Jean Kennedy Smith was Irish republicanism’s ambassador to the US, writes Ruth Dudley Edwards
Published: 22 June 2020
Regretting the death of Jean Kennedy Smith, US Ambassador to Ireland from 1993 for five years, who died last Wednesday in Manhattan aged 92, President Michael D Higgins said she would “be forever remembered as the diplomat who had a sense of history and of what had influenced the Irish in the United States”.
The problem was that her sense of Irish history owed a great deal to her Brit-hating brother Ted and her great friend Tim Pat Coogan.
And according to Mr Coogan, Father Alec Reid, the Redemptorist priest from Clonard Monastery, became a key confidant.
Father Reid famously said that the Northern Ireland nationalist community were treated “almost like animals by the unionist community”.
In the words of Shane Paul O’Doherty, who has written excoriatingly in his always fascinating irishpeaceprocess blog, like his Clonard friend Father Gerry Reynolds, Father Reid “had bought into the IRA’s legitimacy arguments lock, stock and car bomb”.
Mr Coogan claims Father Reid called Mrs Kennedy Smith the “spéir bhean”, a mythical beautiful woman, who in poetry personified Ireland, and as ambassador she certainly appeared to wish to do that.
In fact at all times she acted as an ambassador from Irish republicanism to the United States rather than United States ambassador to Ireland.
She was, said Sinn Fein president Mary Lou McDonald, a “valuable conduit to the White House and the US Congress”.
She had been a well-known socialite and effective philanthropist when she was made ambassador, but as the New York Times obituary put it: “She knew little about diplomacy, Irish politics with the intricacies of the sectarian violence known as the Troubles.”
She got the job because President Bill Clinton owed Edward Kennedy a favour. Irish nationalists were, of course, thrilled with her appointment. Such is the devotion to the assassinated President John F. Kennedy that mosaics of him and 1916 leader Patrick Pearse pray on either side of a representation of the risen Christ in Galway Cathedral.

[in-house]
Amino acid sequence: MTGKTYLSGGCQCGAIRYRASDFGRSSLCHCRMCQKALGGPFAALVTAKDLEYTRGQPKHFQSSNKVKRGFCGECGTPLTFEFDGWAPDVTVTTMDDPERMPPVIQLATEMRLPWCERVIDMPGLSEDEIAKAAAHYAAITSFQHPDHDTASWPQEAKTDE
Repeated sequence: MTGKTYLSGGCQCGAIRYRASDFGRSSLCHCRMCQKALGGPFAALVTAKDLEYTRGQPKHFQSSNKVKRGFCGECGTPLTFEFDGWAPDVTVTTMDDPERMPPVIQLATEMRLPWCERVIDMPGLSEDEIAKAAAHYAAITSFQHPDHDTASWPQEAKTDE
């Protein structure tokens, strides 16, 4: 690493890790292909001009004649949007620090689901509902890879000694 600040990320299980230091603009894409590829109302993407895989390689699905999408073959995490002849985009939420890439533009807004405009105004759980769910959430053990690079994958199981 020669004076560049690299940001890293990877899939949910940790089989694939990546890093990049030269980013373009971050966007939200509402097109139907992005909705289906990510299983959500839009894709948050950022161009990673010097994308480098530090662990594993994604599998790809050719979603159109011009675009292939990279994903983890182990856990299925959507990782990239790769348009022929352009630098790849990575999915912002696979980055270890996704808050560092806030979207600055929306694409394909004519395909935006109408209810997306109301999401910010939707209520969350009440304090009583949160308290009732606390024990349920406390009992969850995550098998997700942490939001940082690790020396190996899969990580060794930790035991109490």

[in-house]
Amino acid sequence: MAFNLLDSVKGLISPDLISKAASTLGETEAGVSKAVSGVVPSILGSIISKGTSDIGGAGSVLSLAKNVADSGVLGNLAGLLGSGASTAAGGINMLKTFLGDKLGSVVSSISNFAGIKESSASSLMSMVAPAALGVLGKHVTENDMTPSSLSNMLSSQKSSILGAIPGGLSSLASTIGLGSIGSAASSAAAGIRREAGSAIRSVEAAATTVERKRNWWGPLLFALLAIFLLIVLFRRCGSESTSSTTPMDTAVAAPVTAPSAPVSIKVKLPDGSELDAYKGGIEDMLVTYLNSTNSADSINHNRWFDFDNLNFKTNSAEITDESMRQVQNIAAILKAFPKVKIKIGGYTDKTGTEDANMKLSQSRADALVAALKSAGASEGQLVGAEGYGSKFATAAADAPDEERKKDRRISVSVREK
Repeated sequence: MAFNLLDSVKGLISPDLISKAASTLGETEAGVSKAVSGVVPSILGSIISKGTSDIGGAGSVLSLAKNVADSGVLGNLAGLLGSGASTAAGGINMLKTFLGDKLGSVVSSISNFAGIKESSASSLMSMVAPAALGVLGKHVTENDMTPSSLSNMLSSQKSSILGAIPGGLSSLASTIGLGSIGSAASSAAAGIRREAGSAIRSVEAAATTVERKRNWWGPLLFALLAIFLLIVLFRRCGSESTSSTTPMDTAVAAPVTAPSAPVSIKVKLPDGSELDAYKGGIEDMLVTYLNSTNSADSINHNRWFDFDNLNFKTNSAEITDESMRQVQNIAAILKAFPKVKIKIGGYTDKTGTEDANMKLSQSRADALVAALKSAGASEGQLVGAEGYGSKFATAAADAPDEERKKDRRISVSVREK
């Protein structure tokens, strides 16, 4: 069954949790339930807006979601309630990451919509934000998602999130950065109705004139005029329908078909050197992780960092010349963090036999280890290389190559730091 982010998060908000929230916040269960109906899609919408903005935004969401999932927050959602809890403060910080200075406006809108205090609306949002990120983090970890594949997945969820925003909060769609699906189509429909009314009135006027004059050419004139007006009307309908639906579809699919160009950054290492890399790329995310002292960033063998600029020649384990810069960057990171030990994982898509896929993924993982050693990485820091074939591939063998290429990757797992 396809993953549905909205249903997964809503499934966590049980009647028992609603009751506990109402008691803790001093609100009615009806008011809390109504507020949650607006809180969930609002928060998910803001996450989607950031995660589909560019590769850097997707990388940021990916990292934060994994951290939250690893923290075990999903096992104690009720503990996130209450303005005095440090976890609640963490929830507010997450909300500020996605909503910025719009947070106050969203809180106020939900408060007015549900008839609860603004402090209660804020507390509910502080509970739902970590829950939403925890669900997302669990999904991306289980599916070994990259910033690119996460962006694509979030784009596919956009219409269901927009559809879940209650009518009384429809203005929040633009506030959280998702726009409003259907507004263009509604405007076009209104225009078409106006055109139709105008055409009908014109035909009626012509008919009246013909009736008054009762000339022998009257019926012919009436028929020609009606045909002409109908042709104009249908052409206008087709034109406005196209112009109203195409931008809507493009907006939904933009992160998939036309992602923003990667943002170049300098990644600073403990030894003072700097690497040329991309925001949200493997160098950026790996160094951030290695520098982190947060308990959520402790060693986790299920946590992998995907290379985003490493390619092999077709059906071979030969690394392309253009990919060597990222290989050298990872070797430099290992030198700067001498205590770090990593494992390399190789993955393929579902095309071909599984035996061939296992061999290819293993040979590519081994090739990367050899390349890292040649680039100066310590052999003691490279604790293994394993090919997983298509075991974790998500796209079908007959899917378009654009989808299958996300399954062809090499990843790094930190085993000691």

“An activist diplomat,” Higgins explained approvingly, for he is in the same mould, Kennedy Smith “was not afraid to break with convention or explore the limits of her mandate”.
Smith therefore defied the State Department and the US ambassador in London by visiting Northern Ireland without permission and repeatedly meeting Gerry Adams, and with her brother’s help, persuading Clinton to give Adams a US visa for the first time in 1994.
Seen by permanent staff as a bully, when two senior staff members of her embassy recorded their disagreement with her policy on the grounds her activities were harmful to American interests, she dismissed them.
All this caused ructions with Secretary of State Warren Christopher, but Smith sailed on unperturbed as Adams developed a massive fan base in America.
Depending on your point of view, this is variously seen as a positive step in the peace process, or yet another stepping stone on the path of appeasement of terrorism.
Mr Coogan exulted that “the White House acquired a patina of green. The relationship turned out to be 22 carat shamrock”. Irish politicians who care about democracy and the rule of law and see how respectability has helped Sinn Fein prosper on both sides of the border might secretly agree with the latter view. When Kennedy Smith left the post in 1998 she was made an honorary citizen of Ireland.
At the time she said: “I was a cog, really, in the machine that was moving. I was fortunate to be here to perhaps add momentum to what was happening.”
“She has left her mark on our history, our peace process and her legacy lives on across Ireland,” said Ms McDonald.
Perhaps she should be immortalised in a mosaic in Clonard Monastery, praying opposite Martin McGuinness.